A Canadian blockchain firm demands the view on cryptocurrencies and blockchain space from the government. The Digital Start Chamber reported that the blockchain and crypto space is booming as more companies are embracing the technology. One of the main challenges to technology development, however, is the uncertainty with which the government has approached it.
A report disclosed the North American country’s flourishing blockchain ecosystem, driven by the private sector. Over the past five years, many small and medium-sized companies have experimented with blockchain technology. Such businesses, which employ 90% of the Canadian population, believe in blockchain’s potential, with 56% aiming to spend over 10% of the budgets in blockchain ventures.
The industry’s rapid growth has resulted in a shortage of skilled labour, with 60% of companies being forced to employ outside the country. However, the study found that Canadians working in the blockchain industry receive an average income of $98,423, nearly twice the national average. The most prominent areas are business development, product development and technological blockchain engineering.
Despite the progress, one of the biggest hurdles is lack of regulatory clarity, a problem that entrepreneurs want to clear up by the government. The entrepreneurs pointed to “the lack of harmonized legislative definitions and a consistent national taxonomy for categorizing and understanding digital assets, designed to distinguish securities from commodities tokens, non-fungible tokens, and stable coins as some of the challenges.”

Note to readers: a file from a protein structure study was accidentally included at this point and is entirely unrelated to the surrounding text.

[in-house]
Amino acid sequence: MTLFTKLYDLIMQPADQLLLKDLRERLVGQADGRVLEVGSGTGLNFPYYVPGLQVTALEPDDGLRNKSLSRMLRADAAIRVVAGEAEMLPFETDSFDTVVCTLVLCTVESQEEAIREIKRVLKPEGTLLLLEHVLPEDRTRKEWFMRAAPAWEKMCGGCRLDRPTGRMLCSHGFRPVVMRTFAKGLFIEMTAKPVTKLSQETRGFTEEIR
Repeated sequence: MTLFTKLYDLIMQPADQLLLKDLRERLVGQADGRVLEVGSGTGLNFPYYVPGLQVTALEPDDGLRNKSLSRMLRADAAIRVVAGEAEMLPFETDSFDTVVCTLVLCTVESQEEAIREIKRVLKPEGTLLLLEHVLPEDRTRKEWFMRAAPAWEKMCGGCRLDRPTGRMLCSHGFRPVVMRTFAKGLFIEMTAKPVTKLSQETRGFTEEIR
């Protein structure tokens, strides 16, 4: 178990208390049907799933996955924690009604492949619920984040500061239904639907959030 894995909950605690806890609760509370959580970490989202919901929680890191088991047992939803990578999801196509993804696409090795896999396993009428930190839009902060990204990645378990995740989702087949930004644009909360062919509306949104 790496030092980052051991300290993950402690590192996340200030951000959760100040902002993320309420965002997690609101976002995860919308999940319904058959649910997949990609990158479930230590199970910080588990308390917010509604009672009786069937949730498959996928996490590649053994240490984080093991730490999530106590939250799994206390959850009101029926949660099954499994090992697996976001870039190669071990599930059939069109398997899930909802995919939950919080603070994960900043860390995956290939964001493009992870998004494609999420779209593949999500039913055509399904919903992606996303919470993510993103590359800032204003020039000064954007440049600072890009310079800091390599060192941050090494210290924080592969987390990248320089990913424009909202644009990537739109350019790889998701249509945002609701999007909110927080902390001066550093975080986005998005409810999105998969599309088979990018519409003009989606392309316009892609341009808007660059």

Tanya Woods, Chamber of Digital Commerce’s managing director added, ” There is an opportunity, and arguably a national mandate, to manage important risk factors beyond the mandates of securities regulators. In provinces, we need to see various departments of finance and innovation take pro-growth positions to support the non-securities aspects of digital assets and blockchain technology.”
The report also reveals that industry stakeholders believe that the government’s actions have focused on bettering the industry for cryptocurrency tokens and not blockchain innovation in general.